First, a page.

This past weekend, while most people near Indianapolis were getting ready for the race, I packed up my road bags and sped south to the little city of Vincennes to participate in the Spirit of Vincennes Rendezvous for the second year in a row. Just like last year, I would be portraying American Revolutionary Thomas Paine.
I wanted to take a different approach to the character; most other historical reenactors take a purely factual approach, memorizing volumes of stories, facts, and tidbits about whatever character they’re portraying. The guys we had portraying George Washington and Daniel Boone had taken said approach. And while it’s admirable, I wanted to get into the mindset of Paine, find the poetry in his incendiary pamphlets, do a little historical time travel in a sense and become the embodiment of Paine.
That’s not as hard as it may sound. There’s a reason Jesse Coomer a.k.a. Cornelius the Town Crier, the entertainment coordinator for the event, hired me for the gig. He knows that in a weird sense, I’m very similar to Paine in my approach to pamphlets. Now while I won’t sit here and claim I’ve written anything approaching the greatness of Common Sense, The American Crisis or The Rights of Man, we both have the approach of finding a target and absolutely burning it down without remorse. Go back and read some of my many articles about the LGBT movement; I take a torch to Governor Pence just as fiercely as Paine did to old George III.
Or, as I told an old friend when he asked me what the difference was between this gig and any other time I’m running hot-blooded and on my soapbox was, “The difference is the tyrant I’m railing against is a long dead monarch instead of a still living asshole Governor.”
Putting this approach in action on Saturday, I got up after our General Washington (and he’s a hard act to follow), gave the crowd a bit of background on Paine’s life, started reading some excerpts from Common Sense, and then started improvising, calling out other reenactors in the crowd, asking them what their grievances with the Crown were, and running with it. I remember Cornelius said his uncle fought for the Crown in the French & Indian War, lost a leg, and lost his pension to boot. I took that and ran, barking “See! Our own Town Crier’s family gave their flesh & blood to the Crown and was robbed of everything as their reward! That is the sort of tyranny we are fighting against!” After fifteen or twenty minutes of spitting fire, I slammed my book on the table and walked off. I don’t know if the crowd dug it or was expecting what they saw. I think they were expecting a quiet presentation and instead, they got an 18th-century firebrand.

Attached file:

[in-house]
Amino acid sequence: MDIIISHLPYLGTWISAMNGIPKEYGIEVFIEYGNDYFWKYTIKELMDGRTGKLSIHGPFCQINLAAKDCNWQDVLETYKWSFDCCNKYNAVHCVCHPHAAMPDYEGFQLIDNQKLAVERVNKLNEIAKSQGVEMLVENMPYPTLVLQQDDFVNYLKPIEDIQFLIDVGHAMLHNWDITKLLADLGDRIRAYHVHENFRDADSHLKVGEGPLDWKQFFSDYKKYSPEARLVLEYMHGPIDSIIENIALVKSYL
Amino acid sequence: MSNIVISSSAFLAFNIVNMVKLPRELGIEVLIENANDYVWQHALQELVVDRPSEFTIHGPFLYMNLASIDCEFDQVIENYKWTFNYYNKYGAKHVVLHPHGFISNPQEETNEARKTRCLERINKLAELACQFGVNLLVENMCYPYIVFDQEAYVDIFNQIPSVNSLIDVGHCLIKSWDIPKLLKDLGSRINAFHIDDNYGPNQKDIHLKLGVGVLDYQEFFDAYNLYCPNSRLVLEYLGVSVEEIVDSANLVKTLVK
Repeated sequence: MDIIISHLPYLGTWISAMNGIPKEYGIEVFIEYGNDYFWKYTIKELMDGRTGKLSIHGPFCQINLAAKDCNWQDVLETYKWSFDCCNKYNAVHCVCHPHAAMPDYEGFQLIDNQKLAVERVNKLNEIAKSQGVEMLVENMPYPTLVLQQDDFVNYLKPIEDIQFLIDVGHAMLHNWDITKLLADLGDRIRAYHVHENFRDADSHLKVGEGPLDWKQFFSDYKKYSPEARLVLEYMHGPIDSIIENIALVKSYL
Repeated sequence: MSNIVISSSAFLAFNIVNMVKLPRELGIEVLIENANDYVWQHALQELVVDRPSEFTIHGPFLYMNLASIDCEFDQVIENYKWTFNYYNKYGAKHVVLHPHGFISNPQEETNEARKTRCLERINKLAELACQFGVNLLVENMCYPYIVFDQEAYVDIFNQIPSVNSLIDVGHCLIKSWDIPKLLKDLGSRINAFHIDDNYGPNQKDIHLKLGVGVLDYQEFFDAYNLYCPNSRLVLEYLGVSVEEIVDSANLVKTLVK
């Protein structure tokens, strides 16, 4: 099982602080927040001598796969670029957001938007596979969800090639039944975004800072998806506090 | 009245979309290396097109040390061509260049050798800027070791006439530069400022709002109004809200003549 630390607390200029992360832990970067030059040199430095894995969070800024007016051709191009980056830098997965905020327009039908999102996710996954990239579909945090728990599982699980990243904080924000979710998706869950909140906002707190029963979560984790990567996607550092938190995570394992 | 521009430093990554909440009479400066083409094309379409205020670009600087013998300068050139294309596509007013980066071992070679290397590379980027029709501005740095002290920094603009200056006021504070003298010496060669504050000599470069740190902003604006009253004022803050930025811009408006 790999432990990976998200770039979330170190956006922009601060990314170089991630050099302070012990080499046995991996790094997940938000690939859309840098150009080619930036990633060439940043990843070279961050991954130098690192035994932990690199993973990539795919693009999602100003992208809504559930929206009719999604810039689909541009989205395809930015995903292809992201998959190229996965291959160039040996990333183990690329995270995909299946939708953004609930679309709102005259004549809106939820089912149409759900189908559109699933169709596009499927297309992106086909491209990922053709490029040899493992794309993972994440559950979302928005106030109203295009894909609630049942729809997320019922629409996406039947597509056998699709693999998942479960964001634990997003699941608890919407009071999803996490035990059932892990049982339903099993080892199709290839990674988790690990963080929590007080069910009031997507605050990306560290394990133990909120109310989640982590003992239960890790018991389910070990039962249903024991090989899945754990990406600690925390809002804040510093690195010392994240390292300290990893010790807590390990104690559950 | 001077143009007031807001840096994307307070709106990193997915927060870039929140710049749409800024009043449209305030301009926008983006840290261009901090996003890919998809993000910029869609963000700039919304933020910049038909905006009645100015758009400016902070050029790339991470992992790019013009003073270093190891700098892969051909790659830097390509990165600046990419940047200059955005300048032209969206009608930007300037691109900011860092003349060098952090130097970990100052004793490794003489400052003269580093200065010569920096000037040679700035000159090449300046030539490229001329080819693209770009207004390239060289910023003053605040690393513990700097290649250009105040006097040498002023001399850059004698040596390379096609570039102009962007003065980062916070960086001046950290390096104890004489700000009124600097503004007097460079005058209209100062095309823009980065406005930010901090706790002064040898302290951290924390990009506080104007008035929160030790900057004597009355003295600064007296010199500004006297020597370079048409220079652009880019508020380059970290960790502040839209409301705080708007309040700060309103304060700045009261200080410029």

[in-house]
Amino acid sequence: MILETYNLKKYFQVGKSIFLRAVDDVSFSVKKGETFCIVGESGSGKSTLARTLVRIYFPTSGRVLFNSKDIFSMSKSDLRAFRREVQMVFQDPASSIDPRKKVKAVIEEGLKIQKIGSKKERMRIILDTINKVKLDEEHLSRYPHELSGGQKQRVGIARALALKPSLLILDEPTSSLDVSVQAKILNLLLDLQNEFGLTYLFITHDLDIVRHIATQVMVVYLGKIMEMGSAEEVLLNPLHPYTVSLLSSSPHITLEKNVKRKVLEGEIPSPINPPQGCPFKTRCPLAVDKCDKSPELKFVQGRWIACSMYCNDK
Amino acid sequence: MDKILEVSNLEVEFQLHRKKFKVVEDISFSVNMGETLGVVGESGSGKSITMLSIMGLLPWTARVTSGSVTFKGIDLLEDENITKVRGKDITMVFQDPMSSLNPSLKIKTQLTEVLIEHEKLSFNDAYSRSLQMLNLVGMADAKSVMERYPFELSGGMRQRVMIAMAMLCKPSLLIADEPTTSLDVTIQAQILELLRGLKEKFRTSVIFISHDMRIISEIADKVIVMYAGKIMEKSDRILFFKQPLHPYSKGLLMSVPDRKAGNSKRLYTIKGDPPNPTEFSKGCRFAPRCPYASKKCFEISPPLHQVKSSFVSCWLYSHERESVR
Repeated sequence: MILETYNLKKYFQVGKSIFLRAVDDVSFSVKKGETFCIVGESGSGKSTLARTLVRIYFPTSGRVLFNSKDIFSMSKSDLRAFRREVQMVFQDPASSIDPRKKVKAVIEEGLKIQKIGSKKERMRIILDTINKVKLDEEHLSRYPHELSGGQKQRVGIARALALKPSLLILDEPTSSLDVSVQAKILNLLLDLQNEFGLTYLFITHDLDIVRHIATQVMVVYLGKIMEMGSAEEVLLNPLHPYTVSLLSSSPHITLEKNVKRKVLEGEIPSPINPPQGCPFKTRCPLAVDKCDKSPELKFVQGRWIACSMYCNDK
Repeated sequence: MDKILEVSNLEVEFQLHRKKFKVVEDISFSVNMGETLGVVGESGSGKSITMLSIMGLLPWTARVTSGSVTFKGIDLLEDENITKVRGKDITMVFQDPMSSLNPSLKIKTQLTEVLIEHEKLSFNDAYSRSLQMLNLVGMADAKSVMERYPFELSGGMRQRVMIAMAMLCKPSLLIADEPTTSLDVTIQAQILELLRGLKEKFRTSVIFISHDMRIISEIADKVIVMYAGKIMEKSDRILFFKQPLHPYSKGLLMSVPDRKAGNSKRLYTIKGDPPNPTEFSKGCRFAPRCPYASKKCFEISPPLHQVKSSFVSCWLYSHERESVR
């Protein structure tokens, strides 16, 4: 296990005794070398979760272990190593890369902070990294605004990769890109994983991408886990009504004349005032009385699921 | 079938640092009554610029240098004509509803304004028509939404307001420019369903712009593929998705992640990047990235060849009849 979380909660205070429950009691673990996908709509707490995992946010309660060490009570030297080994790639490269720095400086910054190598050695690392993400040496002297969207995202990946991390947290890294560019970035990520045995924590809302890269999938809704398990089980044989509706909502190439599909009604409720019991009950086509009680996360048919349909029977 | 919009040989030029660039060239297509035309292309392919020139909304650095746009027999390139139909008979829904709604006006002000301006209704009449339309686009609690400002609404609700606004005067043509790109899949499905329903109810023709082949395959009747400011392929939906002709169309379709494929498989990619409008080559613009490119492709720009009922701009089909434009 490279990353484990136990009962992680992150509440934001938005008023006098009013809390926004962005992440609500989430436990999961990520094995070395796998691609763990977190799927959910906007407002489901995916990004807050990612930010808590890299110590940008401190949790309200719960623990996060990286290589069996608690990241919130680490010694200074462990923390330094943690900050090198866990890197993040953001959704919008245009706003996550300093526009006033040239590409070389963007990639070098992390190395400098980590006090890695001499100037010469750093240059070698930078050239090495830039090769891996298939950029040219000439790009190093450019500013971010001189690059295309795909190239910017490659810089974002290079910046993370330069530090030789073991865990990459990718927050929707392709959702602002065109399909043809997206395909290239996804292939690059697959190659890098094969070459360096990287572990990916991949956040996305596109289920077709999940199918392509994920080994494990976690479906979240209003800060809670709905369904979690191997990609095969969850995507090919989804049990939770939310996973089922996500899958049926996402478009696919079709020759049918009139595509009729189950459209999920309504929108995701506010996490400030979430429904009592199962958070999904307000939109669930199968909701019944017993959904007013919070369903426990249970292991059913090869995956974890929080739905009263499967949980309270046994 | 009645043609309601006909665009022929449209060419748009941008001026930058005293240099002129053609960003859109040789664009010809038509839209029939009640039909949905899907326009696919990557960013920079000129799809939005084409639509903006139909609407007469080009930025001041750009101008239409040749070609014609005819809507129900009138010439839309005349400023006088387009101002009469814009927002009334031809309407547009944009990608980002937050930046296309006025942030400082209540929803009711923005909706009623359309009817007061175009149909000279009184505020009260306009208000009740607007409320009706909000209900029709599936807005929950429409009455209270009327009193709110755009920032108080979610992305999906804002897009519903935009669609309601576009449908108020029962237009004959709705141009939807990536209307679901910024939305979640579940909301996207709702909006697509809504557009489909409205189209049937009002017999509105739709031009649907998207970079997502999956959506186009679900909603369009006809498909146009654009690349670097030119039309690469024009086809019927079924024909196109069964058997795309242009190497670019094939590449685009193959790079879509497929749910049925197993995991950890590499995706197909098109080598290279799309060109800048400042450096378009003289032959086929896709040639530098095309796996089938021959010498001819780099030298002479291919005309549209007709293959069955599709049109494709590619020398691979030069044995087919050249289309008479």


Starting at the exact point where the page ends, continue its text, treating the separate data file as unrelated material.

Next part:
For the second show on Sunday, I had to up the ante a bit, so about halfway through my spiel railing against the Crown and speaking on behalf of liberty a group of Scottish Redcoats appeared, told me I was being arrested for treasonous speech. As I attempted to run off, they knocked me out and hauled me away with the crowd standing stunned and a chant going on in the back, “Hang the King! Hang the King! Hang the King!”
Even though I was Thomas Paine for the weekend, I did wonder how many in the crowd would be so supportive of my act if they saw what it was when I wasn’t wearing a tri-corner hat and breeches. Historical re-enactment, as a rule, doesn’t tend to be bastions of leftist thought, either amongst the spectators or participants.
What would they think if they saw me defying gender norms? What would they think if they saw me demanding the right of my brothers and sisters to use the bathroom without fear of getting the shit kicked out of them? What would they think if they saw my support for radical Industrial Unionism and demanding a living wage? What would they think if they saw me openly denouncing the influence of religion in American politics?
Many of them would probably denounce me as un-American, a traitor, a socialist (that accusation would be true), an atheist, etc.
And that is the line for me, in my mind I was asked to take the role of Thomas Paine because the ideas he wrote are still living ideas to me, they are not sealed under glass to glance at and think “Well, that’s nice.”
They are ideas that still live today, the idea that we should be free to live by our happiness and be secure in our liberties as people.
The Revolution is still alive and well, take the torch and run with it.
Featured image credit courtesy of visitindiana.com.